Council ‘concerned’ at Rolle College announcement

The entrance to the Owen Building. Ref exe 10-16SH 6925. Picture: Simon Horn

The entrance to the Owen Building. Ref exe 10-16SH 6925. Picture: Simon Horn - Credit: Archant

District bosses say they were surprised to hear that Exeter Deaf Academy is to take over Exmouth’s Rolle College site.

East Devon District Council (EDDC) said it was keen to learn more about the proposals, which it said it first heard about through the media.

The council has previously given its backing to community benefit society Rolle Exmouth Ltd (REL), which has been working to secure some or all of the site for community use.

An EDDC spokesperson said: “This is an important opportunity for the site and the town, so we are concerned and disappointed that Plymouth University has only made known this change of plans through the media without engagement with those who have put their hard work and best intentions into developing valuable and viable uses for parts of the site.”

Councillor Phil Skinner, chairman of EDDC’s Exmouth Regeneration Board, said: “The council has been a long time supporter of REL and their plans for the use of the Owen Building and wider space on the former college site.

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“The new direction for the site involving the deaf academy adds a dimension that we want to understand better.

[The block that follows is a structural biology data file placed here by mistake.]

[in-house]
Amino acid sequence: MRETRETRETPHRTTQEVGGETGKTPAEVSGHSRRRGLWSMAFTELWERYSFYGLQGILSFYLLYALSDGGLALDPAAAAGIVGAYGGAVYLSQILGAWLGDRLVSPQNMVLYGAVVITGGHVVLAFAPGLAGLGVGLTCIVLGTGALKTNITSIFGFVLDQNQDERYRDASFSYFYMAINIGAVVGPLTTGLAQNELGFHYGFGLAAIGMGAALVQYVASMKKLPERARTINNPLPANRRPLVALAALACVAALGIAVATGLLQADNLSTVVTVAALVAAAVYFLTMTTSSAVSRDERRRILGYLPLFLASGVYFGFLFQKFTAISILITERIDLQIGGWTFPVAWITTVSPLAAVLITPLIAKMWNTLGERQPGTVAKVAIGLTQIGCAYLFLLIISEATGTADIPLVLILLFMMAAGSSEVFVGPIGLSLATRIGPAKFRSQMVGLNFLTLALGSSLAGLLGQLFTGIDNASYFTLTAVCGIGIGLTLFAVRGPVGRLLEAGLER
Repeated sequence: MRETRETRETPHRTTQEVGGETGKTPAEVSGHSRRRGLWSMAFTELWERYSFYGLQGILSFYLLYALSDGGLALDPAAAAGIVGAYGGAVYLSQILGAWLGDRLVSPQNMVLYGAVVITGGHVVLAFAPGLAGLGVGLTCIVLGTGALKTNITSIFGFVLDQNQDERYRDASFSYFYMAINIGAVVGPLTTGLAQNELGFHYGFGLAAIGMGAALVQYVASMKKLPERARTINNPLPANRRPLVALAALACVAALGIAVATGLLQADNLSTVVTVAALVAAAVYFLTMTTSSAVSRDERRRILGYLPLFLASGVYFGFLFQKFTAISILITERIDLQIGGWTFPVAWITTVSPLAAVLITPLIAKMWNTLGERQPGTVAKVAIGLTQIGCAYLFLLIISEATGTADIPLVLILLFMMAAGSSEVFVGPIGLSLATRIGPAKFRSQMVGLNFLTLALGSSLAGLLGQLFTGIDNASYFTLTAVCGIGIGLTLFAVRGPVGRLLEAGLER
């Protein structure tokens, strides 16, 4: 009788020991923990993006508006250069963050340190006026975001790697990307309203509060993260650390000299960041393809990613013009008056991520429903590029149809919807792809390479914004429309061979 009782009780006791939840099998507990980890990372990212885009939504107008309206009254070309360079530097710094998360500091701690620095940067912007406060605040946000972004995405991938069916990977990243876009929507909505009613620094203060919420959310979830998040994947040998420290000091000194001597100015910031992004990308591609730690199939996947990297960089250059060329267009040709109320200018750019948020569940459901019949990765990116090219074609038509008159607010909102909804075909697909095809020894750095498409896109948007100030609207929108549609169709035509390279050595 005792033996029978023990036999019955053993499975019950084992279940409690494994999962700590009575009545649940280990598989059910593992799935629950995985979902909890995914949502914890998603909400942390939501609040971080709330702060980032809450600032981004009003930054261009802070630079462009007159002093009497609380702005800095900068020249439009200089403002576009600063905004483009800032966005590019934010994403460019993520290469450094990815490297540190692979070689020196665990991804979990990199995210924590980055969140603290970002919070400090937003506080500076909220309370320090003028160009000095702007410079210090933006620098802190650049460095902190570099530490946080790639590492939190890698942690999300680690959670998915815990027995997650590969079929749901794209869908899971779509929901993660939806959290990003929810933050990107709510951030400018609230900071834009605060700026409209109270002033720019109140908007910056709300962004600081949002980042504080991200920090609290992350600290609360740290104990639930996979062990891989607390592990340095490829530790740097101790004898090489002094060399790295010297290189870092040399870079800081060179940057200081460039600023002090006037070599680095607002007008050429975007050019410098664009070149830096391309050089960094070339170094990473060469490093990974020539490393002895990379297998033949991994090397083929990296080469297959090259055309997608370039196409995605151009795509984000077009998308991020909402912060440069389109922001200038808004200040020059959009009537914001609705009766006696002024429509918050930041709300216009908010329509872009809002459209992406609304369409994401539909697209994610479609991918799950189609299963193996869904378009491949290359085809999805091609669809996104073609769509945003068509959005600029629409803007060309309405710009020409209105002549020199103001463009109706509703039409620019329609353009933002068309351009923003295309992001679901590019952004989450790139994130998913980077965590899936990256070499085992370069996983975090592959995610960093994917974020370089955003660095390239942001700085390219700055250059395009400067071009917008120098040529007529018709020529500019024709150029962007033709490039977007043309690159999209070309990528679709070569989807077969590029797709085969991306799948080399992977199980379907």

“The council has supported REL’s long running plans for part of the site and we will hold a working group to have a dialogue with the academy, REL and interested parties as appropriate to explore the opportunities and implications that arise from this announcement.”

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The council’s spokesperson added: “This is an evolving situation and the council will be expecting further information to be made known especially by Plymouth University.

“We presume that there will also be a revised planning process to get underway between the applicant and the planning authority.”

Exeter Deaf Academy announced on Thursday that it has exchanged contracts to take over the site, which was vacated by Plymouth University in 2008.

The academy plans a ‘world class’ facility for deaf young people between the ages of four and 24.

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